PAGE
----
world of amoeboid organisms

Pelomyxa palustris
Pelomyxa palustris

Genus Pelomyxa Greeff, 1874

Diagnosis: Free-living amoebae from anaerobic or micro-aerophilic habitats, cells amoeboid, reaching 5 mm long with a large anterior pseudopod and a posterior uroid; shell usually spherical to elongated ovoid; one to numerous nuclei; short flagella present in most species; cytoplasm filled contains several glycogen bodies; different types of symbiotic bacteria have been observed; all pelobionts lack mitochondria.

Remarks: Pelobionts are an original group of amoeboid protists inhabiting bottom sediments of freshwater basins under micro aerobic or anaerobic conditions. Earlier investigators described nearly twenty species. Later, the validity of most species was doubted and studies of Chapman-Andresen, (1978, 1982) showed a complex life cycle, and all Pelomyxa species ever described, were considered to be stages of the life cycle of Pelomyxa palustris. This led to the conclusion that Pelomyxa palustris was a polymorphic species.
Since 2004, a series of studies by Frolov et al (2004, 2005, 2006, 2011) changed this view completely. They provided evidence that some original described species are valid species and no part of a complex life cycle of Pelomyxa palustris. Concerning the latter, it is still unclear whether P. palustris is a nominal species or a group of species erroneously united into a single taxon.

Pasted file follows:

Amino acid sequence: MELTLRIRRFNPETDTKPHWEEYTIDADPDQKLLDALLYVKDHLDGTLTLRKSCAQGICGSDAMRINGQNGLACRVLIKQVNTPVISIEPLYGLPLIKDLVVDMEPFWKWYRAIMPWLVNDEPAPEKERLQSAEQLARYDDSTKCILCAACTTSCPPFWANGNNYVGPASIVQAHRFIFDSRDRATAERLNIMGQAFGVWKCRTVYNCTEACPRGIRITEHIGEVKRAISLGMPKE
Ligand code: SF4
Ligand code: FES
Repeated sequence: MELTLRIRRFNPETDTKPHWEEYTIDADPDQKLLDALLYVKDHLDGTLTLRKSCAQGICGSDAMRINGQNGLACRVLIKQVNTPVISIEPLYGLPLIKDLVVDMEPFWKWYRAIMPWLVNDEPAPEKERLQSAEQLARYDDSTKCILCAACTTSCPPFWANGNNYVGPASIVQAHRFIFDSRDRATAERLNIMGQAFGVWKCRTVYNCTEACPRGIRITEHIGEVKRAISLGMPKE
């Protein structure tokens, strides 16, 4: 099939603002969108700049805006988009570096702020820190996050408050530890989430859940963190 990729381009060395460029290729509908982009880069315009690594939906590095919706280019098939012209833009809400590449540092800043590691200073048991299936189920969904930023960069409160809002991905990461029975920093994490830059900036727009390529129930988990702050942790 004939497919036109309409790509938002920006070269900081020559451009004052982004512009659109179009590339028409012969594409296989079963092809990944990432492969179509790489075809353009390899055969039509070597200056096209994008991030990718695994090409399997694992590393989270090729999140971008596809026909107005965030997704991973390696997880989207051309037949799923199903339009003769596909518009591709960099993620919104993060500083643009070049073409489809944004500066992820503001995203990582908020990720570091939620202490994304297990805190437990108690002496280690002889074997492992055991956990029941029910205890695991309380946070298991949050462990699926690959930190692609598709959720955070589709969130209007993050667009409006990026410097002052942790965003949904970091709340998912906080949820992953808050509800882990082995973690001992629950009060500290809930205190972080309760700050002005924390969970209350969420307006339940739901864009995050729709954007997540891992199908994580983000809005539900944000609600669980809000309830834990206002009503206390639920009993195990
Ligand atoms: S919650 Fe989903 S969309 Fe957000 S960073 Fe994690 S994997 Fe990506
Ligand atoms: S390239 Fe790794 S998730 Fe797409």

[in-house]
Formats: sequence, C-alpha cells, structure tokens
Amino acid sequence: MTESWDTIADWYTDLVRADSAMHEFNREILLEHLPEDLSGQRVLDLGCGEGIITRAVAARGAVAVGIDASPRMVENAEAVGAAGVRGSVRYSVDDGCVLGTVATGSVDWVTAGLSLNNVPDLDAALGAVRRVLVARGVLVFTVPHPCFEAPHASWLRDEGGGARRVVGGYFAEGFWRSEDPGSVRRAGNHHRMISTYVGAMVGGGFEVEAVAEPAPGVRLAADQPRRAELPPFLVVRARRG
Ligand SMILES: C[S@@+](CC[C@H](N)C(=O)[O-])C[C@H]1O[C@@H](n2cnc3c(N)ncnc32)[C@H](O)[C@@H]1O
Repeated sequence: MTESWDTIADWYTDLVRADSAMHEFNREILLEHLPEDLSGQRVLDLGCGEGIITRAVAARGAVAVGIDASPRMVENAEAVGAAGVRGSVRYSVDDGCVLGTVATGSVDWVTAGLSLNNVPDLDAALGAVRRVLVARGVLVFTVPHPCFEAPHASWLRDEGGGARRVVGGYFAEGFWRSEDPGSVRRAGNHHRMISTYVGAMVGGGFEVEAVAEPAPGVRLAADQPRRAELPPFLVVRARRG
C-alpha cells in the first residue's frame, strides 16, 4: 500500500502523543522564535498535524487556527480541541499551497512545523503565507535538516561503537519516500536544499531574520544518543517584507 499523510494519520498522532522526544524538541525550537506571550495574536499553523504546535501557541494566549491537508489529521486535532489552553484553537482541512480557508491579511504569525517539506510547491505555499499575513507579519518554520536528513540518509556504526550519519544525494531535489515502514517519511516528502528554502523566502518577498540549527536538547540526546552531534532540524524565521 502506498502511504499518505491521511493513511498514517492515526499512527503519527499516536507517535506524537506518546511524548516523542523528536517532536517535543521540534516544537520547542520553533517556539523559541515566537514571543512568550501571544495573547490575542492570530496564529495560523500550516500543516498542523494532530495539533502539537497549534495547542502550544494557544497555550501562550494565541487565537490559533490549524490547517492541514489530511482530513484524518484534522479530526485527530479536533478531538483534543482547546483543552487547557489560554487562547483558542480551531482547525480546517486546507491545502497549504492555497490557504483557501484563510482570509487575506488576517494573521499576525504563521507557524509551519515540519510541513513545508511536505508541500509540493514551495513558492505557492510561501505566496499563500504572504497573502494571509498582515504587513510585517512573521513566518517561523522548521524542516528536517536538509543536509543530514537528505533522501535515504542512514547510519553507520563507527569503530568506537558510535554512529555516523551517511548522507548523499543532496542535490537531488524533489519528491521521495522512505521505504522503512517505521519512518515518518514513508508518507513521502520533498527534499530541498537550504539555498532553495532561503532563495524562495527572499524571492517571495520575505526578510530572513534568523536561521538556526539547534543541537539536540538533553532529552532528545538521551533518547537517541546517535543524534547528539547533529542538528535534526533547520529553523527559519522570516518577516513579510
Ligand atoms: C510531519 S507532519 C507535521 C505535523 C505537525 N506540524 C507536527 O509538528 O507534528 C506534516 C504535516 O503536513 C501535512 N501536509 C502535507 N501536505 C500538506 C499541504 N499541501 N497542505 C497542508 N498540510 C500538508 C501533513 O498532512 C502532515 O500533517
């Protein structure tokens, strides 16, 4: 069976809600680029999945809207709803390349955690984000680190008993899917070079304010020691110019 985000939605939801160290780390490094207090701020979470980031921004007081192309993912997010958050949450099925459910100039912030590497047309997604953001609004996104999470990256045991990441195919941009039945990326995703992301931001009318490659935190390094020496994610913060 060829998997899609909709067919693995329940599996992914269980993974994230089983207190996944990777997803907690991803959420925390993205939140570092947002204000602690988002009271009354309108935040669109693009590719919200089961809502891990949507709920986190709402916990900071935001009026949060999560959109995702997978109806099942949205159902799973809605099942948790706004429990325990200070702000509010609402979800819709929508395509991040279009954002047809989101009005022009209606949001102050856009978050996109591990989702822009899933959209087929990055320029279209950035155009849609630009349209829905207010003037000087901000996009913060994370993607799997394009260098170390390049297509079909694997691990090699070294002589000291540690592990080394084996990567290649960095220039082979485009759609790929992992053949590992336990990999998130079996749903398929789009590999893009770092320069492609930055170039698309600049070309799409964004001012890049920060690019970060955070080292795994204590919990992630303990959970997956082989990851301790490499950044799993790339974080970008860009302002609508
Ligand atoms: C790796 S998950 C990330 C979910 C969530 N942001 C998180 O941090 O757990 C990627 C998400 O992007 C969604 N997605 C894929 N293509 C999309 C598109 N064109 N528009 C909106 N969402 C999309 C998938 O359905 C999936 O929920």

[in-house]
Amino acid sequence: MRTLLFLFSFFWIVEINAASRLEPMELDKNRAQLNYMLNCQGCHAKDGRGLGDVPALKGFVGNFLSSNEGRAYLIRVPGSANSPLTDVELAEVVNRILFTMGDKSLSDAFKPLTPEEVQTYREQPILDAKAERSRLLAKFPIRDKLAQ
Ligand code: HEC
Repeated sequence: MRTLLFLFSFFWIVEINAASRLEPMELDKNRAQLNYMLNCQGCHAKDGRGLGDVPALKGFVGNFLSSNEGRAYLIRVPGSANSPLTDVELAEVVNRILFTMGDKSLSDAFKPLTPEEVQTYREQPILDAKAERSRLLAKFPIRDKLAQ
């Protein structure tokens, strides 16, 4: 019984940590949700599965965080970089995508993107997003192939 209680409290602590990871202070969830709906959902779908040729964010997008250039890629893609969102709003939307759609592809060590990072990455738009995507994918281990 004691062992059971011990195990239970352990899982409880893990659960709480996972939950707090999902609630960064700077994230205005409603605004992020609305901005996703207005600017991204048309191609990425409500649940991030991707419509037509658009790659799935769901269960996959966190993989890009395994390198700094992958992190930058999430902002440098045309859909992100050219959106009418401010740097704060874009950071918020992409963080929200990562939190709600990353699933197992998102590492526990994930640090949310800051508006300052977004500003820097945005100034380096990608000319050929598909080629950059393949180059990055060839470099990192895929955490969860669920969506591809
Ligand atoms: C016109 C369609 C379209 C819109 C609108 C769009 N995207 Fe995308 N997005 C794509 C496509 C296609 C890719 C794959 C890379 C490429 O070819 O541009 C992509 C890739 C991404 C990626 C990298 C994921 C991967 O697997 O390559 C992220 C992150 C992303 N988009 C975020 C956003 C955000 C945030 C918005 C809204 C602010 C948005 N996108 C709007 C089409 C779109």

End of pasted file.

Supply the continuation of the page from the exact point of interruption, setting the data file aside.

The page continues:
Pelomyxa representatives are multinuclear and possess numerous immobile flagella. All pelobionts lack mitochondria and most, with the exception of Mastig­amoeba punctachora and P. palustris, the Golgi apparatus.

Key to Pelomyxa species:

1Usually with two nuclei2
Usually with more than two nuclei3
2Nuclei < 30 µmP. flava
Nuclei > 30 µmP. binucleata
3Cell with numerous conical projectionsP. corona
Cell without such projections4
4Nucleus with central nucleolus5
Nucleus with small peripheral nucleoliP. palustris
5No glycogen bodies presentP. gruberi
Glycogen bodies presentP. stagnalis
Immobile cilia
Ferry Siemensma, created March 2, 2019; last modified January 31, 2021
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